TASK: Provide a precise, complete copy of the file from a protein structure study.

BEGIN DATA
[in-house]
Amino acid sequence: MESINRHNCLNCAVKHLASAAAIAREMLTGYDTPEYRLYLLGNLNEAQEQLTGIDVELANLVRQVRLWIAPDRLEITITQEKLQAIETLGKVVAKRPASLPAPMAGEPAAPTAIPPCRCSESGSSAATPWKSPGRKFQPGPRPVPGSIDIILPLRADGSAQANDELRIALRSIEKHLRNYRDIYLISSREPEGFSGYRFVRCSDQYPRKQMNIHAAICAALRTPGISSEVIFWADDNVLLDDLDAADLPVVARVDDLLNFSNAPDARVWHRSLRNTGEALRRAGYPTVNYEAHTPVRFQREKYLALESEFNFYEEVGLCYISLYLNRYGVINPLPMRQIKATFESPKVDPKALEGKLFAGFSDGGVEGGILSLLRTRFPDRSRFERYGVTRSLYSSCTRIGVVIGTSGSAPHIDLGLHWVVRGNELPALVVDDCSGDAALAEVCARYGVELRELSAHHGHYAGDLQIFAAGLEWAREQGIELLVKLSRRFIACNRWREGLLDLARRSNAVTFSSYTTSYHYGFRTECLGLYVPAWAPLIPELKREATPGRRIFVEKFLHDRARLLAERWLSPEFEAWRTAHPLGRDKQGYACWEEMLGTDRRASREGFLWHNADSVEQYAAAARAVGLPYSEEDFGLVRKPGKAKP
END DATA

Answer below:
[in-house]
Amino acid sequence: MESINRHNCLNCAVKHLASAAAIAREMLTGYDTPEYRLYLLGNLNEAQEQLTGIDVELANLVRQVRLWIAPDRLEITITQEKLQAIETLGKVVAKRPASLPAPMAGEPAAPTAIPPCRCSESGSSAATPWKSPGRKFQPGPRPVPGSIDIILPLRADGSAQANDELRIALRSIEKHLRNYRDIYLISSREPEGFSGYRFVRCSDQYPRKQMNIHAAICAALRTPGISSEVIFWADDNVLLDDLDAADLPVVARVDDLLNFSNAPDARVWHRSLRNTGEALRRAGYPTVNYEAHTPVRFQREKYLALESEFNFYEEVGLCYISLYLNRYGVINPLPMRQIKATFESPKVDPKALEGKLFAGFSDGGVEGGILSLLRTRFPDRSRFERYGVTRSLYSSCTRIGVVIGTSGSAPHIDLGLHWVVRGNELPALVVDDCSGDAALAEVCARYGVELRELSAHHGHYAGDLQIFAAGLEWAREQGIELLVKLSRRFIACNRWREGLLDLARRSNAVTFSSYTTSYHYGFRTECLGLYVPAWAPLIPELKREATPGRRIFVEKFLHDRARLLAERWLSPEFEAWRTAHPLGRDKQGYACWEEMLGTDRRASREGFLWHNADSVEQYAAAARAVGLPYSEEDFGLVRKPGKAKP